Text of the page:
OK, before I even get into this, remember that everyone is innocent until proven guilty, and professional athletes are world famous stars known by tens, sometimes hundreds of millions of people. And, there are a lot of crazy people out there who will do whatever it takes to get money.

As for this lawsuit in particular, the New York Post reports that the guy who is suing Eddy Curry is a convicted criminal who spent three years in prison. So he’s not exactly trustworthy.

Until there’s reason to do otherwise, InsideHoops.com officially supports Eddy Curry.

With that said, here’s what’s up:

New York Newsday (Jim Baumbach and Alan Hahn) reports: The former driver for Eddy Curry is seeking $5 million from the Knicks’ center in an explosive lawsuit alleging sexual harassment and racial discrimination, the driver’s attorney told Newsday last night. After last night’s Knicks game, Curry said he is “just shocked.” His lawyer called it “extortion.” The lawsuit states that Curry approached his driver, David Kuchinsky, in the nude on two separate occasions and “kept asking him to look and to touch him,” said Kuchinsky’s attorney, Matthew Blit. Blit also said the lawsuit alleges that Curry referred to Kuchinsky in racially offensive terms.

The New York Times (Howard Beck) reports: A man who worked for three years as Eddy Curry’s driver is suing Curry, alleging sexual harassment and a failure to pay him tens of thousands of dollars. In a lawsuit filed Monday in federal court, the former driver, Dave Kuchinsky, claimed that Curry, the Knicks’ center, owed him $68,000 in back wages and another $25,000 for charges made on Kuchinsky’s credit card. In the suit, Kuchinsky also described two incidents in which he claimed Curry dropped his pants and made lewd and suggestive remarks. Curry steadfastly denied the allegations Monday. Curry’s lawyer, Kelly Saindon, called the allegations “preposterous” and added, “In my opinion, it’s extortion.”

Newsday continues: “He had approached my friends and me a while back trying to get money and stuff like that,” Curry said. “I just never thought - especially with the past that me and him had - I never thought that it would go past where it did, which is idle threats; ‘I want some money or else’ kind of stuff. I guess it’s just like a prime example of you just got to watch who you have around you. This is a guy who I really thought was my friend up until the last four or five months. I can’t even believe this has happened.”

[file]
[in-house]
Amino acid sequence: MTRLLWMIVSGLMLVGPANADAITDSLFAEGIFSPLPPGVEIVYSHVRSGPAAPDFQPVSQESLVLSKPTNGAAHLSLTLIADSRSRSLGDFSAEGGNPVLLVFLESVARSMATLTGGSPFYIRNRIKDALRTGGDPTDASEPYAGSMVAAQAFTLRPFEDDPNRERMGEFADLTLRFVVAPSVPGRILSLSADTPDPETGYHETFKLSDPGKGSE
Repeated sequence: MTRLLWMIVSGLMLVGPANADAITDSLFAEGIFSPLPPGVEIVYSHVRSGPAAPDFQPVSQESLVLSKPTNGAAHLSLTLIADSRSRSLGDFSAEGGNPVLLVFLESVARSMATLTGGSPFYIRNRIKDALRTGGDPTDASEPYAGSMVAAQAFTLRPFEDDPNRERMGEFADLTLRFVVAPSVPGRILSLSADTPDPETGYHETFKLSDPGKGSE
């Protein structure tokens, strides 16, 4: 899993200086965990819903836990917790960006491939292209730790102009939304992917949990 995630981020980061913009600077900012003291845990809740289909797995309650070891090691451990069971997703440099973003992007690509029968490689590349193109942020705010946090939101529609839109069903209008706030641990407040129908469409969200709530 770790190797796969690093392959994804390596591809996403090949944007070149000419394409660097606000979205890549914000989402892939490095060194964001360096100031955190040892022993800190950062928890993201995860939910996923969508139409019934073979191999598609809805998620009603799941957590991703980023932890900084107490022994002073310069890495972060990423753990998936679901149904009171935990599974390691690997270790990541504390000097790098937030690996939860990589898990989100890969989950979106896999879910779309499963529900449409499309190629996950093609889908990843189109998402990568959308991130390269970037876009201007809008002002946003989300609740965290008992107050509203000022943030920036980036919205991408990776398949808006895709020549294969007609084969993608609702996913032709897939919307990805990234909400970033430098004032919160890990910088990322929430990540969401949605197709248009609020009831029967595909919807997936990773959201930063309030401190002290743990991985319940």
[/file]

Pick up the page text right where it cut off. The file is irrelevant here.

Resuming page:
The New York Daily News (Thomas Zambito) reports: Curry said Kuchinsky has been making idle threats and money demands for several months, since Curry fired him. “I guess this is just a prime example of you just gotta watch who you have around you,” he said. Curry’s attorney, Kelly Saindon, characterized the lawsuit, which also charged Curry made Kuchinsky clean up towels soiled by sex acts, as an extortion try.

Newsday continues: Curry said, “He tried to contact a friend of mine about a month ago, two months ago. He actually tried to contact him on several occasions; every time it was something different. The first time it was to curse me out. ‘Eddy’s not this, Eddy’s not that.’ The second time was to apologize. The third time was to say to tell me if Eddy doesn’t call me or somebody doesn’t call me on his behalf, I’m going to sue him. I didn’t.”

The New York Post (Melissa Jane Kronfeld, Bruce Golding and Marc Berman) reports: Curry, a former Chicago Bull, said last night he was “shocked” at the allegations. “It’s false, and everyone who knows me knows I’m not a racist,” he said after the Knicks beat the Hornets in New Orleans. “I’ve never made a comment like that, playing, or nothing. . . . That’s incredible, man.”

The Post continues: Curry’s lawyer, Kelly Saindon, said Kuchinsky began making a series of claims for unpaid wages several months ago, upping the ante each time. Saindon said Curry took a chance on hiring Kuchinsky despite the driver’s criminal record, which includes a three-year prison sentence for a 1992 burglary in New Jersey. He also got three years’ probation in a 2004 resisting-arrest case in the Garden State, records show. “It’s shocking that Eddy opened his home to a convicted felon out of prison, and gave him a job when he couldn’t find a job, and this is what comes out of it,” Saindon said. Kuchinsky’s lawyer conceded his client’s “troubled past,” but said that was all behind him.